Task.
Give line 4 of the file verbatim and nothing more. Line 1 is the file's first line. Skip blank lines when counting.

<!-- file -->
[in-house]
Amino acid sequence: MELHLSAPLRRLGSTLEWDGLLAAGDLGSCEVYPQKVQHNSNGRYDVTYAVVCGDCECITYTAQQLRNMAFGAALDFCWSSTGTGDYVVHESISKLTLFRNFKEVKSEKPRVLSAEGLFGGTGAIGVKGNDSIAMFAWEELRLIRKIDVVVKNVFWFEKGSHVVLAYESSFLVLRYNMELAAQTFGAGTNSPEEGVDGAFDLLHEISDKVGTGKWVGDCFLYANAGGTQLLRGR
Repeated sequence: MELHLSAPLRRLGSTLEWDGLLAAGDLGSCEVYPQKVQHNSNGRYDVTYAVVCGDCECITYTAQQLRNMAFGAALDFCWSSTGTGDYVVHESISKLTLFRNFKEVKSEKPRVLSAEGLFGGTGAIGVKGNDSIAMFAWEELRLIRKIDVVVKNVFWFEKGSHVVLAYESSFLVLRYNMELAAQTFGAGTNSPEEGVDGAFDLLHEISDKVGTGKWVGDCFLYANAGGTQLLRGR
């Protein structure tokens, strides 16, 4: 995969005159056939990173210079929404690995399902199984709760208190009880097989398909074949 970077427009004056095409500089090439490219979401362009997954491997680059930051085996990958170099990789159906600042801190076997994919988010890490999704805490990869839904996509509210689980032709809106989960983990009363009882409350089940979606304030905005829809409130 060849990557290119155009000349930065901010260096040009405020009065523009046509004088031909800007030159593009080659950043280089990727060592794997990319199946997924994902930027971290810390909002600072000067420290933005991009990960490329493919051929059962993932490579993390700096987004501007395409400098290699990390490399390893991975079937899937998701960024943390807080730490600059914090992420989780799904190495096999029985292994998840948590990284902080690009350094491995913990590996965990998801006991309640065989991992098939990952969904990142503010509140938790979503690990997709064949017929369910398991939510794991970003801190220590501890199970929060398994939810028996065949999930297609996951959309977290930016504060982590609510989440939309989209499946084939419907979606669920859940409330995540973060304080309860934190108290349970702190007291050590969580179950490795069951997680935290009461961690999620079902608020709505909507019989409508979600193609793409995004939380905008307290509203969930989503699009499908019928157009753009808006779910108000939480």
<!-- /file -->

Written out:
């Protein structure tokens, strides 16, 4: 995969005159056939990173210079929404690995399902199984709760208190009880097989398909074949 970077427009004056095409500089090439490219979401362009997954491997680059930051085996990958170099990789159906600042801190076997994919988010890490999704805490990869839904996509509210689980032709809106989960983990009363009882409350089940979606304030905005829809409130 060849990557290119155009000349930065901010260096040009405020009065523009046509004088031909800007030159593009080659950043280089990727060592794997990319199946997924994902930027971290810390909002600072000067420290933005991009990960490329493919051929059962993932490579993390700096987004501007395409400098290699990390490399390893991975079937899937998701960024943390807080730490600059914090992420989780799904190495096999029985292994998840948590990284902080690009350094491995913990590996965990998801006991309640065989991992098939990952969904990142503010509140938790979503690990997709064949017929369910398991939510794991970003801190220590501890199970929060398994939810028996065949999930297609996951959309977290930016504060982590609510989440939309989209499946084939419907979606669920859940409330995540973060304080309860934190108290349970702190007291050590969580179950490795069951997680935290009461961690999620079902608020709505909507019989409508979600193609793409995004939380905008307290509203969930989503699009499908019928157009753009808006779910108000939480």